Jesse Jackson holds a watermelon just over the edge of the roof of the 300 -foot Federal Building, and tosses it up with a velocity of 20 feet per second. The height of the watermelon above the ground t seconds later is given by formula h= -16t2 + 20t + 300

a. How many seconds will it pass him (he's standing at a height of 300 feet) on the way down?

b. When will the watermelon hit ground?

Look at this question for a moment and think of the howls of outrage it would receive had the community college professor put that on a final exam. There would be calls for revokation of tenure (assuming cc's grant tenure) and no defenses of academic freedom.

In WATERMELON MATH, Michelle Malkin reports of a community college prof in Seattle who set just such a question on a final. There was, however, a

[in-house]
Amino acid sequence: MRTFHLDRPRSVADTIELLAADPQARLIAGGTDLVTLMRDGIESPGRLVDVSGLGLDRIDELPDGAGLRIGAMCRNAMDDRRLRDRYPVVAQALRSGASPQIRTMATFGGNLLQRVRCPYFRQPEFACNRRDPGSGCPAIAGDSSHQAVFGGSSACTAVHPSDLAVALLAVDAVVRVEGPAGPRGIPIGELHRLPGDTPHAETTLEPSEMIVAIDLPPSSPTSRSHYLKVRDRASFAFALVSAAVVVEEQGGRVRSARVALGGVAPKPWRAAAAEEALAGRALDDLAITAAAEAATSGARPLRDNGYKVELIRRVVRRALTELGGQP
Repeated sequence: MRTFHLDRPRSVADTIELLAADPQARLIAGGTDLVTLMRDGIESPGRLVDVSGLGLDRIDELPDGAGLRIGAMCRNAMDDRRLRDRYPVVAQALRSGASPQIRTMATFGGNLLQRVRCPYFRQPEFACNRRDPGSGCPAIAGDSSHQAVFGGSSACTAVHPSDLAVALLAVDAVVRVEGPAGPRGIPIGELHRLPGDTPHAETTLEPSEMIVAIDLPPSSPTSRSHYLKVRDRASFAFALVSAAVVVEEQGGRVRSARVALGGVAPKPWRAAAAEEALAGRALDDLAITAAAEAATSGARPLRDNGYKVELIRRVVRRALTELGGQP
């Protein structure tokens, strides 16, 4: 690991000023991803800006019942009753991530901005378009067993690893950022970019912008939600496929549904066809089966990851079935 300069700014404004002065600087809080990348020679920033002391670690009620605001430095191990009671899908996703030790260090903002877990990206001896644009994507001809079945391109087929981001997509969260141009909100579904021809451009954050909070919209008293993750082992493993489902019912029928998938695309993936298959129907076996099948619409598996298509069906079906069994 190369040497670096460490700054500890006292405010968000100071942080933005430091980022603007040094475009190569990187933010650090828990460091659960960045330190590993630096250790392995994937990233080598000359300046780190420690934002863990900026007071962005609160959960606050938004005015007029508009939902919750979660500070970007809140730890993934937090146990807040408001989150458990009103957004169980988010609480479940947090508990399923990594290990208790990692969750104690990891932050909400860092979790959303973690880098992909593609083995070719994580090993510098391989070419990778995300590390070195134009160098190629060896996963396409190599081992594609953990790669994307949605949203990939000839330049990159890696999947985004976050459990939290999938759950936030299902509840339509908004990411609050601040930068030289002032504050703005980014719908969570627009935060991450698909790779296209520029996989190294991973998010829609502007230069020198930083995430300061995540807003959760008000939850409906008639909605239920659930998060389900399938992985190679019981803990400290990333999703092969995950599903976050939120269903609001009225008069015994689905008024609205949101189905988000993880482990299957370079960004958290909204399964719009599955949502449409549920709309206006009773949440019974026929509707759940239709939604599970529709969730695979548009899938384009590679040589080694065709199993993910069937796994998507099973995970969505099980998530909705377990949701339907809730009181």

**minor**change or two.

The actual question reads thus:

Condoleezza[emphasis added] holds a watermelon just over the edge of the roof of the 300 -foot Federal Building, and tosses it up with a velocity of 20 feet per second. The height of the watermelon above the ground t seconds later is given by formula h= -16t2 + 20t + 300

a. How many seconds will it pass her (she's standing at a height of 300 feet) on the way down?

b. When will the watermelon hit ground?

A spokesperson for the school did have the integrity to publicly denounce the question but accepted the prof's claim that the reference was unintended. The school's mouthpiece also had the obligatory defense of the instructor's right of free speech. My question is, would they have made the same public defense had the problem actually been set as I altered it at the beginning of the post? Okay we know that there is really no question there because this is the same double standard we have seen since Condi (and her predecessor Colin Powell) have been exposed to since becoming Secretary of State. She has suffered even more vile personal attacks than this. Usually from the same people who complain about "Amos N Andy".

*L'Ombre de l'Olivier*rightly points out how embarrasingly simple the problem should be for post high school education.

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